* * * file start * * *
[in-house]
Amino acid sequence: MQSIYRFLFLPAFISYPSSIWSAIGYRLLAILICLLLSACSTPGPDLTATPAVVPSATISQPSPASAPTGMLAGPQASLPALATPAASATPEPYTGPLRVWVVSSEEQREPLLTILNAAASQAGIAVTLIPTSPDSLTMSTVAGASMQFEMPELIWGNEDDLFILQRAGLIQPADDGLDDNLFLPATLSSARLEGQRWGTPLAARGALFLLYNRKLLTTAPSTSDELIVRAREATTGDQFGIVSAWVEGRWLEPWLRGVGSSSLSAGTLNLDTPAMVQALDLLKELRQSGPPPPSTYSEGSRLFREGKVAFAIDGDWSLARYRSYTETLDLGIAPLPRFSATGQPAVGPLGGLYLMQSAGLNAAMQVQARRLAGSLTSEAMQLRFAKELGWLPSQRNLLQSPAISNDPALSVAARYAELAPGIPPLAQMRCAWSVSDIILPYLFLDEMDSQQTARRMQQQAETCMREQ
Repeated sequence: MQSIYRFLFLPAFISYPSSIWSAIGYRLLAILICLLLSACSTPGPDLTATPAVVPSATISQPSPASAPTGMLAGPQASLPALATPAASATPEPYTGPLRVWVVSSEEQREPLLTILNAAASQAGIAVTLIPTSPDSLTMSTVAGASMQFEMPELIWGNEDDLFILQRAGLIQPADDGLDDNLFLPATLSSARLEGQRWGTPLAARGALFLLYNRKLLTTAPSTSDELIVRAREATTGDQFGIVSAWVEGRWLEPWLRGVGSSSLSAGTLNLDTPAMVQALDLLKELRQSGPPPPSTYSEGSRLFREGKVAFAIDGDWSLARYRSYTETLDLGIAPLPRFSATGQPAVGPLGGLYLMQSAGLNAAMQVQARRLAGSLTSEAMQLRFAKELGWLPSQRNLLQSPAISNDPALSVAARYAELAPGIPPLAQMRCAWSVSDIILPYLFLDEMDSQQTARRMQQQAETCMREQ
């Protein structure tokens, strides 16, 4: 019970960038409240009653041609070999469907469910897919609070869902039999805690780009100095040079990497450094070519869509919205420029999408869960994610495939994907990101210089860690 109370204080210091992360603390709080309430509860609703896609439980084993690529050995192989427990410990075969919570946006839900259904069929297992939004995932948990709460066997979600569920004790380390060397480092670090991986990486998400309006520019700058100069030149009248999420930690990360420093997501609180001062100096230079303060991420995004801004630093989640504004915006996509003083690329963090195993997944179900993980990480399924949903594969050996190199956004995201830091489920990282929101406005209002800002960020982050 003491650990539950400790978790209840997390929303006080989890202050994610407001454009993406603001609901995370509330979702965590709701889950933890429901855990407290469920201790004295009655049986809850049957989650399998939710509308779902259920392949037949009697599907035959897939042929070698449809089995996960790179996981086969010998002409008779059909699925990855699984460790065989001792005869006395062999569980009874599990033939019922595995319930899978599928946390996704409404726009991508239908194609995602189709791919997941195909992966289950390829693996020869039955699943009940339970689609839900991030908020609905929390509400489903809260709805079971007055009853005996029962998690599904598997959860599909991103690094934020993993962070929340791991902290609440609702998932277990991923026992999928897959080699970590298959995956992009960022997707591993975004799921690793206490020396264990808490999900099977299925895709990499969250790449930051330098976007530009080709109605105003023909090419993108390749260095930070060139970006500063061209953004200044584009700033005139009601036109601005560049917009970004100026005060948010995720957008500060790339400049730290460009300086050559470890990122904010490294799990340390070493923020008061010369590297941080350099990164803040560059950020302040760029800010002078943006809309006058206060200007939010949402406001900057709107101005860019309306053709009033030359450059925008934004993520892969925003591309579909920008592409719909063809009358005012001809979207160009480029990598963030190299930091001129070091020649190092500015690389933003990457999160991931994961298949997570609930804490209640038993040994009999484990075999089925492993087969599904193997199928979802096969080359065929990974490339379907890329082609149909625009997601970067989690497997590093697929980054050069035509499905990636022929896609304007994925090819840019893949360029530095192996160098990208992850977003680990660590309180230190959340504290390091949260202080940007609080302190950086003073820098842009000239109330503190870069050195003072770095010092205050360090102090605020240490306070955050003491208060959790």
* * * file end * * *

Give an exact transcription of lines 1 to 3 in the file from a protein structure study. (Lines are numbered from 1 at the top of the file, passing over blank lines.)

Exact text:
[in-house]
Amino acid sequence: MQSIYRFLFLPAFISYPSSIWSAIGYRLLAILICLLLSACSTPGPDLTATPAVVPSATISQPSPASAPTGMLAGPQASLPALATPAASATPEPYTGPLRVWVVSSEEQREPLLTILNAAASQAGIAVTLIPTSPDSLTMSTVAGASMQFEMPELIWGNEDDLFILQRAGLIQPADDGLDDNLFLPATLSSARLEGQRWGTPLAARGALFLLYNRKLLTTAPSTSDELIVRAREATTGDQFGIVSAWVEGRWLEPWLRGVGSSSLSAGTLNLDTPAMVQALDLLKELRQSGPPPPSTYSEGSRLFREGKVAFAIDGDWSLARYRSYTETLDLGIAPLPRFSATGQPAVGPLGGLYLMQSAGLNAAMQVQARRLAGSLTSEAMQLRFAKELGWLPSQRNLLQSPAISNDPALSVAARYAELAPGIPPLAQMRCAWSVSDIILPYLFLDEMDSQQTARRMQQQAETCMREQ
Repeated sequence: MQSIYRFLFLPAFISYPSSIWSAIGYRLLAILICLLLSACSTPGPDLTATPAVVPSATISQPSPASAPTGMLAGPQASLPALATPAASATPEPYTGPLRVWVVSSEEQREPLLTILNAAASQAGIAVTLIPTSPDSLTMSTVAGASMQFEMPELIWGNEDDLFILQRAGLIQPADDGLDDNLFLPATLSSARLEGQRWGTPLAARGALFLLYNRKLLTTAPSTSDELIVRAREATTGDQFGIVSAWVEGRWLEPWLRGVGSSSLSAGTLNLDTPAMVQALDLLKELRQSGPPPPSTYSEGSRLFREGKVAFAIDGDWSLARYRSYTETLDLGIAPLPRFSATGQPAVGPLGGLYLMQSAGLNAAMQVQARRLAGSLTSEAMQLRFAKELGWLPSQRNLLQSPAISNDPALSVAARYAELAPGIPPLAQMRCAWSVSDIILPYLFLDEMDSQQTARRMQQQAETCMREQ